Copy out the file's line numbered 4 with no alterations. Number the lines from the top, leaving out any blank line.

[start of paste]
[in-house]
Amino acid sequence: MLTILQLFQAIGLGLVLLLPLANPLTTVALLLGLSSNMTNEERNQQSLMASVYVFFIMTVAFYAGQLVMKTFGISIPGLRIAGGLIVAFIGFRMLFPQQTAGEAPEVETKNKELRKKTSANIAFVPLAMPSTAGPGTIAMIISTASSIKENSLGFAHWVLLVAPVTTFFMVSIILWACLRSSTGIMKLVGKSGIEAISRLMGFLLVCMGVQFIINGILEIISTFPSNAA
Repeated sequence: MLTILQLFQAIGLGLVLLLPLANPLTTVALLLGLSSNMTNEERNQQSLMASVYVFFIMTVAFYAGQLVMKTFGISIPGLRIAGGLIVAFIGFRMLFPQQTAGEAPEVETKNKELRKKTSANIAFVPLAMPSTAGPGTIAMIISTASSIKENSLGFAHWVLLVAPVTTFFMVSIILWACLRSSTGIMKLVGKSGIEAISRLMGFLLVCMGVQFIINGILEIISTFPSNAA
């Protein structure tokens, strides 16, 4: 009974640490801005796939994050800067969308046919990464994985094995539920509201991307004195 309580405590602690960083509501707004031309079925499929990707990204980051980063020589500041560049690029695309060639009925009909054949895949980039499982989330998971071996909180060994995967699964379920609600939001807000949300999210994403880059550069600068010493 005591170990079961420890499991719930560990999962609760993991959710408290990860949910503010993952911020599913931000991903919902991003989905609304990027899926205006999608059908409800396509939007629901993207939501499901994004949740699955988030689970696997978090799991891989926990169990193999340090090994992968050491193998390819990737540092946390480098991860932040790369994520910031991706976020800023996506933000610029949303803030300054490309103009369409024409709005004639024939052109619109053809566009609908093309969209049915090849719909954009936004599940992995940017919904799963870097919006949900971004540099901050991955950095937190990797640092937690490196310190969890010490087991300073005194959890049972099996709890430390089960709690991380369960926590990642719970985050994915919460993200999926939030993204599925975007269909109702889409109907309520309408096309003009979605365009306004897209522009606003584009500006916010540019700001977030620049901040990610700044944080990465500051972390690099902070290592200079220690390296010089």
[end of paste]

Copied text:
């Protein structure tokens, strides 16, 4: 009974640490801005796939994050800067969308046919990464994985094995539920509201991307004195 309580405590602690960083509501707004031309079925499929990707990204980051980063020589500041560049690029695309060639009925009909054949895949980039499982989330998971071996909180060994995967699964379920609600939001807000949300999210994403880059550069600068010493 005591170990079961420890499991719930560990999962609760993991959710408290990860949910503010993952911020599913931000991903919902991003989905609304990027899926205006999608059908409800396509939007629901993207939501499901994004949740699955988030689970696997978090799991891989926990169990193999340090090994992968050491193998390819990737540092946390480098991860932040790369994520910031991706976020800023996506933000610029949303803030300054490309103009369409024409709005004639024939052109619109053809566009609908093309969209049915090849719909954009936004599940992995940017919904799963870097919006949900971004540099901050991955950095937190990797640092937690490196310190969890010490087991300073005194959890049972099996709890430390089960709690991380369960926590990642719970985050994915919460993200999926939030993204599925975007269909109702889409109907309520309408096309003009979605365009306004897209522009606003584009500006916010540019700001977030620049901040990610700044944080990465500051972390690099902070290592200079220690390296010089």